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Sinking teeth into oral health research

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Oral health therapist Nicole Cockburn says she approached homeless youth organisation Brisbane Youth Service about volunteering opportunities in 2015. Although there were no vacancies for the types of volunteering she had in mind, there were definitely opportunities. Cockburn worked in close collaboration with Brisbane Youth Service to win funding and set up a mobile dental clinic.

Dental Rescue Week, the result, is now operated by volunteer dental professionals four times per year. The service offers homeless youth free check-ups, cleans, fillings, oral hygiene information and referrals for further treatment.

Nicole Cockburn with young people from Brisbane Youth Service. Nicole Cockburn with young people from Brisbane Youth Service. Photo: Supplied

In the year the service has been operating, dental volunteers have completed 150 appointments.

99 per cent of the participants in the service state they would use it again.

“All of these young people haven’t had enough time to have really advanced problems, so a lot of them can have all of their work done through having these basic procedures done,” says Cockburn.

Cockburn is a research assistant at the University of Queensland’s school of dentistry. Working with professor Pauline Ford, head of UQ’s dentistry school, she says she gets to experience the full cycle of the research process. Her role involves writing grant and ethics applications, collecting data in the field, analysing data and putting her findings into academic papers that the research team aims to have published.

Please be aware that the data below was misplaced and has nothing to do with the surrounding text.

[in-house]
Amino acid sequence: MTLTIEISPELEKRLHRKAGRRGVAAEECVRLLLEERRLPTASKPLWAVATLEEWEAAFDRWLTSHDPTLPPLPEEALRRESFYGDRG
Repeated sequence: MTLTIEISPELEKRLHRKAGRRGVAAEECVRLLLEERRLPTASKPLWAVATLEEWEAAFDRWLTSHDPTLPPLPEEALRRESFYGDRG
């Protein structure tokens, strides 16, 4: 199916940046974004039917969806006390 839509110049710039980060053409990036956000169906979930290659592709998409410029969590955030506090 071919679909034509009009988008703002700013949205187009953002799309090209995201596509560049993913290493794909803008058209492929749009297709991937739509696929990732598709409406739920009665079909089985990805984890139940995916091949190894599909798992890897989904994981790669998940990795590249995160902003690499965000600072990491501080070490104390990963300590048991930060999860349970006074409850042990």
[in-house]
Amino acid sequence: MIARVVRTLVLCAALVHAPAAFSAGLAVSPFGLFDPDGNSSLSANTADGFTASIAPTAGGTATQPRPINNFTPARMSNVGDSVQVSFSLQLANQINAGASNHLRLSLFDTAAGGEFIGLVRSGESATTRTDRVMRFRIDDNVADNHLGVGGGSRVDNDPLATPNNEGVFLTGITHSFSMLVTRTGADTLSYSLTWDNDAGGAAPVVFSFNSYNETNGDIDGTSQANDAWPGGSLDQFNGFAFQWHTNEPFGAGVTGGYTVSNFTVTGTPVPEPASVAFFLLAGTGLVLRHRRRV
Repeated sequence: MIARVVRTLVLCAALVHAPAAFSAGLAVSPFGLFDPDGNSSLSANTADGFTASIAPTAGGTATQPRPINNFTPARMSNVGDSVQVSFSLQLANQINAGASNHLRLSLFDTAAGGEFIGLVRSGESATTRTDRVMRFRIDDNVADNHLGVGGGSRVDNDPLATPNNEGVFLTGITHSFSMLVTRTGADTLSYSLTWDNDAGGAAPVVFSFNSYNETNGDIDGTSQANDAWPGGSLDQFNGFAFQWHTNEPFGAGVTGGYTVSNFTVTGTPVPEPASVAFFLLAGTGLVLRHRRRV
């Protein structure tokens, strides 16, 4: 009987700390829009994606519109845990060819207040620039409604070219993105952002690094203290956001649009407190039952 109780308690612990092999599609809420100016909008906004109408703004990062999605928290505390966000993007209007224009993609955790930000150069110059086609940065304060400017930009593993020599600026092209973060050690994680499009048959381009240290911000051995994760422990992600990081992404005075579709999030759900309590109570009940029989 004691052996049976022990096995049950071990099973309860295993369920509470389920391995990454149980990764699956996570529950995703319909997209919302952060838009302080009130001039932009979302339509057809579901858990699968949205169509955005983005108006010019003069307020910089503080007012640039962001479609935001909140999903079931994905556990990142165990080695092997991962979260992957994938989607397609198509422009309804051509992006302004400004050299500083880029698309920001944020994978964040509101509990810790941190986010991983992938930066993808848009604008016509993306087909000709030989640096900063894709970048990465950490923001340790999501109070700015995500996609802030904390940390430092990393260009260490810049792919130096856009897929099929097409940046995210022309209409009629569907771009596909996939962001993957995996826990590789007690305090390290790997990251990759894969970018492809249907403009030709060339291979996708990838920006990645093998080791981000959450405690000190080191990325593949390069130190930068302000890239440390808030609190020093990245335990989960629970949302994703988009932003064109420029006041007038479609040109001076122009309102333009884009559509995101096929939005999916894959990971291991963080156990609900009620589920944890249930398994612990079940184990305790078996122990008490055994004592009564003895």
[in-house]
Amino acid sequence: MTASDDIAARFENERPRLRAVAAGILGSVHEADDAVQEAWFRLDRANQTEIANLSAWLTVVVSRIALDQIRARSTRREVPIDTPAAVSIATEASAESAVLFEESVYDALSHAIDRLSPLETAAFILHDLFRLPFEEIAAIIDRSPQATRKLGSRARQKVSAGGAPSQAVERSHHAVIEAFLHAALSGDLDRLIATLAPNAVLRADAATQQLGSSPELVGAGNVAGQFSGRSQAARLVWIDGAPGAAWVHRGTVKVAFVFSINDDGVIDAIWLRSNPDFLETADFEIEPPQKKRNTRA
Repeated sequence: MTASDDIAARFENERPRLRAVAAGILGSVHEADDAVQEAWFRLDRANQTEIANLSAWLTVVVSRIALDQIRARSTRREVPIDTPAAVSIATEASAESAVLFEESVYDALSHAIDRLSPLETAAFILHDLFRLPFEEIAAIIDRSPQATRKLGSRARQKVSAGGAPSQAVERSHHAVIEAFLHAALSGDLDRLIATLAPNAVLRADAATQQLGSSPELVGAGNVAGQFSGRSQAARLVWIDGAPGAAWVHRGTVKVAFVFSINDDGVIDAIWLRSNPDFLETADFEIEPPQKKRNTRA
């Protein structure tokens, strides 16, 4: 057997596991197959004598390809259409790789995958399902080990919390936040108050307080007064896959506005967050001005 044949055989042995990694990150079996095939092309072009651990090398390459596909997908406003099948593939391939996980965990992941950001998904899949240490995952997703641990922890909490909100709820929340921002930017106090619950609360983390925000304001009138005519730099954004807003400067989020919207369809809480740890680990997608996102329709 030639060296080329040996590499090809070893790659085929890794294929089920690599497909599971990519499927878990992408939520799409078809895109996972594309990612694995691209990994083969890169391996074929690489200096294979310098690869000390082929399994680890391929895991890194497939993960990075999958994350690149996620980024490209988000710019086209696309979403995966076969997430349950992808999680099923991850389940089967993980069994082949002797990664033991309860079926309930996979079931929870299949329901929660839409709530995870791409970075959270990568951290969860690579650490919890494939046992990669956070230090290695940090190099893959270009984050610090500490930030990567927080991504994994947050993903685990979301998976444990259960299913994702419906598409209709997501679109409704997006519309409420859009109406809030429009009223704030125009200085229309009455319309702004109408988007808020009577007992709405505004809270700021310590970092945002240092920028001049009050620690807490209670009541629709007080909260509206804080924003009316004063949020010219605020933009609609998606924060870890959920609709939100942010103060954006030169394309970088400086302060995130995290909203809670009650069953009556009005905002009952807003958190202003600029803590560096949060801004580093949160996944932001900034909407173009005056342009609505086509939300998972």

Cockburn also concurrently works as an oral health therapist in private practice. There are presently close to 1500 oral health therapists registered in Australia, according to 2017 Dental Board of Australia data. The Dental Board of Australia states oral health therapists perform a range of activities included under the definition of dentistry. These activities include conducting dental examinations, X-raying teeth and jaws, restoring teeth with fillings, extracting teeth under local anaesthetic and providing counselling, education and promotion on healthy practices.

“Definitely not many people would know who we are unless they had been treated by an oral health therapist before and had it explained to them what we do,” says Cockburn. “We’re definitely not in every private practice but there are lots of us employed in public government services.” Cockburn completed the three-year bachelor of oral health at the University of Queensland in 2014.

This year, she was announced winner of the Young Leader Award at the HESTA Primary Healthcare Awards, in recognition of her outstanding leadership in developing Dental Rescue Week.

Next year, Cockburn intends to commence her PhD, with a view to further developing her career in the academic space.

“But my research will always be clinically focused,” says Cockburn. “It’s always going to be investigating oral health.”

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